In 2017, ordinary workers became no more valuable to our society than they were the year before. Normally, eight years into an expansion — with unemployment nearing record lows — one would expect to see America’s laborers enjoying hefty wage growth. But despite these favorable conditions, our nation’s working stiffs failed to make themselves more useful to their fellow citizens last year. Thus, the market — the impartial, infallible indicator of a person’s objective worth — declined to provide ordinary Americans with bigger paychecks.
Fortunately for all of us, America’s elite CEOs decided to pick up the slack. In 2017, the chief executives of the 350 largest U.S. economies contributed a whopping 17.6 percent more to our collective well-being than they did in 2016 — and thus, collected an average raise of $3.3 million, according to a new report from the Economic Policy Institute. Thanks to their heroic efforts, the typical elite CEO in the U.S. now deserves 312 times as much of our collective appreciation as his (or, rarely, her) typical employee.
Last year, our nation’s beautiful bosses increased their value to us all primarily by ensuring that their companies’ shares increased in value. Executive pay in the United States is typically tied to stock performance (so as to ensure that CEOs earn exactly what they objectively deserve). And in 2017, the S&P 500 increased by an amazing 14.5 percent.
One could try to diminish our courageous corporate overlords’ achievement by attributing the S&P’s rise to Donald Trump’s election: With a Republican president in the White House, American firms’ tax bills were bound to decline along with their regulatory costs — thereby increasing their expected future profits, and thus, the value of their shares.
But this assessment unjustly ignores the role that America’s majestic, top-level managers played in getting Trump elected, and accommodating his regime once it took power. After all, the Republican Party doesn’t fund itself. And given the GOP’s accelerating march towards extremism during the Obama era, it would have been easy for America’s sensible, centrist CEOs to cease donating to a revanchist political formation. Taking a public stand against the Republican Party’s embrace of voter disenfranchisement, birtherism, and debt-ceiling shenanigans might have earned such CEOs some good PR.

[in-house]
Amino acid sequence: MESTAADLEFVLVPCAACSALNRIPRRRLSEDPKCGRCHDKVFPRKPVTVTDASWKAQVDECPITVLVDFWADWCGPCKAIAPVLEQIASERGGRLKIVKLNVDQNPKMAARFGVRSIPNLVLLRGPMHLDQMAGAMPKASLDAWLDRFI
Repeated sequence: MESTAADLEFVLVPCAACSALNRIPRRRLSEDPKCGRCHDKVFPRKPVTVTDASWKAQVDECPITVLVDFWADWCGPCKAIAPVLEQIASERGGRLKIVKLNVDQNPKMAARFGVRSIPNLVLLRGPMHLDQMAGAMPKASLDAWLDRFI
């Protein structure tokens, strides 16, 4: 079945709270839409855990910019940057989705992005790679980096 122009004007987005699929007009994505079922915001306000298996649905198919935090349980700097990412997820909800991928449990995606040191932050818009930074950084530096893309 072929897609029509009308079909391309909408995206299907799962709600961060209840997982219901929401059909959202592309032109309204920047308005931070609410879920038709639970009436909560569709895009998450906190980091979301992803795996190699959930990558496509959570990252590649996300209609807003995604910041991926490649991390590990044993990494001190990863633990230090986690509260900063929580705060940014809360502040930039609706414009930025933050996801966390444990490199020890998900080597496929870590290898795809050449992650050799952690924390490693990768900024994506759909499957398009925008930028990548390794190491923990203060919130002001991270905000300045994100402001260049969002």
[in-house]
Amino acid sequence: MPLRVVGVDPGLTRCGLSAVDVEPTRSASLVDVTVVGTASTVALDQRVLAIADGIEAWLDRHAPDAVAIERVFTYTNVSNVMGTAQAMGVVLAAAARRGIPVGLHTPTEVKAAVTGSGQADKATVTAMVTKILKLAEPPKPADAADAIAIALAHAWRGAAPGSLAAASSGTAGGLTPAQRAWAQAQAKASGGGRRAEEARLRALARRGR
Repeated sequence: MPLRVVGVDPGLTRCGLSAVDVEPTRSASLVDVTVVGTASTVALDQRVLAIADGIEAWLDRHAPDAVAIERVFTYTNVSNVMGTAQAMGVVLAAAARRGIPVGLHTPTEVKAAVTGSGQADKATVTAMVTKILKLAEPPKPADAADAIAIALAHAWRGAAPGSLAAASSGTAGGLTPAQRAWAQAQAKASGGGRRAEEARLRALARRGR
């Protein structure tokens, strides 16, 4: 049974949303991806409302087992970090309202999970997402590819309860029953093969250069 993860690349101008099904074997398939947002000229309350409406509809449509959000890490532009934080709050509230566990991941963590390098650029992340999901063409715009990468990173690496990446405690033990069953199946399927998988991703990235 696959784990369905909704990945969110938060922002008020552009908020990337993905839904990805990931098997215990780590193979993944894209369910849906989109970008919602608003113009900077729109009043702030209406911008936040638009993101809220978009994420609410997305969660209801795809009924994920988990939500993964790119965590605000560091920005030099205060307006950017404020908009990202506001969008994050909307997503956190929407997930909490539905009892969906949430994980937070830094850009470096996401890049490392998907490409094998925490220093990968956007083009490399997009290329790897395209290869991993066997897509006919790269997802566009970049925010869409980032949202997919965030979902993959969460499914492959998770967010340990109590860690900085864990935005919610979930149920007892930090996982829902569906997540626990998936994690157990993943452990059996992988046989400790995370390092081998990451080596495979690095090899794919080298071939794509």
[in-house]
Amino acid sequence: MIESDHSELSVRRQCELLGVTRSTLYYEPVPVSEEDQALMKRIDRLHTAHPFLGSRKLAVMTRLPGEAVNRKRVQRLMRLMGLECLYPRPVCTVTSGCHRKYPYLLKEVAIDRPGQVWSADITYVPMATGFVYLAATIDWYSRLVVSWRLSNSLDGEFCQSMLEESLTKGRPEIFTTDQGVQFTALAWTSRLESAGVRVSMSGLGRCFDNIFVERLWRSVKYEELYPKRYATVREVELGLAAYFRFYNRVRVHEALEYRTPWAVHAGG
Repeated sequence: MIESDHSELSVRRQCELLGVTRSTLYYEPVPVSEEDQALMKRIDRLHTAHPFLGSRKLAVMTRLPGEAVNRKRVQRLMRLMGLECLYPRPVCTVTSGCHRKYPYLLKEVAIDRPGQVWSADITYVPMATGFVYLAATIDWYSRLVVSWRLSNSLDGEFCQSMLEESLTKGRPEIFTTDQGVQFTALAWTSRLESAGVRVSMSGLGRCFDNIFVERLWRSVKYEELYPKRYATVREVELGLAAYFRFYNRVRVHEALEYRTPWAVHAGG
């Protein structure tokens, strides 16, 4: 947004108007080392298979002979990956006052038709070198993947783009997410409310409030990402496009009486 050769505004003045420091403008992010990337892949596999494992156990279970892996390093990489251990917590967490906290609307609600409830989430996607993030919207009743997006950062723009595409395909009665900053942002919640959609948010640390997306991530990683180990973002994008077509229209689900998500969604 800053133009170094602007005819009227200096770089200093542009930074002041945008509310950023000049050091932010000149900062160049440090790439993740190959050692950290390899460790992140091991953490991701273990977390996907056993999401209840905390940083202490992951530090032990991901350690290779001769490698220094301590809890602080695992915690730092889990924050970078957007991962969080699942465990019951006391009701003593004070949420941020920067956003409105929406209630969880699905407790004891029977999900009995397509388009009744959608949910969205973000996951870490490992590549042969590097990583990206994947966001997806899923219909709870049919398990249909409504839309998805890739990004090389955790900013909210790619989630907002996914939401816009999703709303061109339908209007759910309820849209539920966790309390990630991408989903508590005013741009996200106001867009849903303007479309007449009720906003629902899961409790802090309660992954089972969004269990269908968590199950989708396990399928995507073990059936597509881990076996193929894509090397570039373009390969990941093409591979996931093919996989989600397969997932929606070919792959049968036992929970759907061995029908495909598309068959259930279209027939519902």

Nevertheless, they persisted in bankrolling Paul Ryan’s cause — because they knew that some things are more important than politics. Things like maximizing shareholder value (i.e. the only accurate measure of how much good a business is doing for the world). Similarly, after Trump was elected, the titans of American industry could have collected plenty of retweets from the Resistance by denouncing his proto-fascist administration. Instead, many selflessly joined his jobs council and offered their support to his tax reform law.
But even if America’s CEOs hadn’t bravely abetted the xenophobic right’s rise, they would still deserve every penny of their raises. Plenty of other countries have cut taxes and regulations in recent years. But none of their CEOs created anywhere near as much value as America’s. The U.K.’s top bosses make only 94 times what the average British worker makes; in France, that figure is 71; in Sweden, it’s a pathetic 40.
America’s CEOs weren’t always so exceptionally valuable. In 1965, they earned only about 20 times what the median worker did. It took grit, guts, and decades of lobbying for our nation’s fabulous fat cats to break the labor movement, slash capital gains tax rates, and build a structure of corporate governance that rewards the pursuit of short-term market value (the only objective measure of metaphysical virtue) over all other considerations.
Without those efforts, the American economy would still be unjustly rewarding interchangeable proles for their nigh-valueless labor with regular wage increases — instead of fully compensating the demigods of Davos for the gifts they’ve bestowed upon all humanity.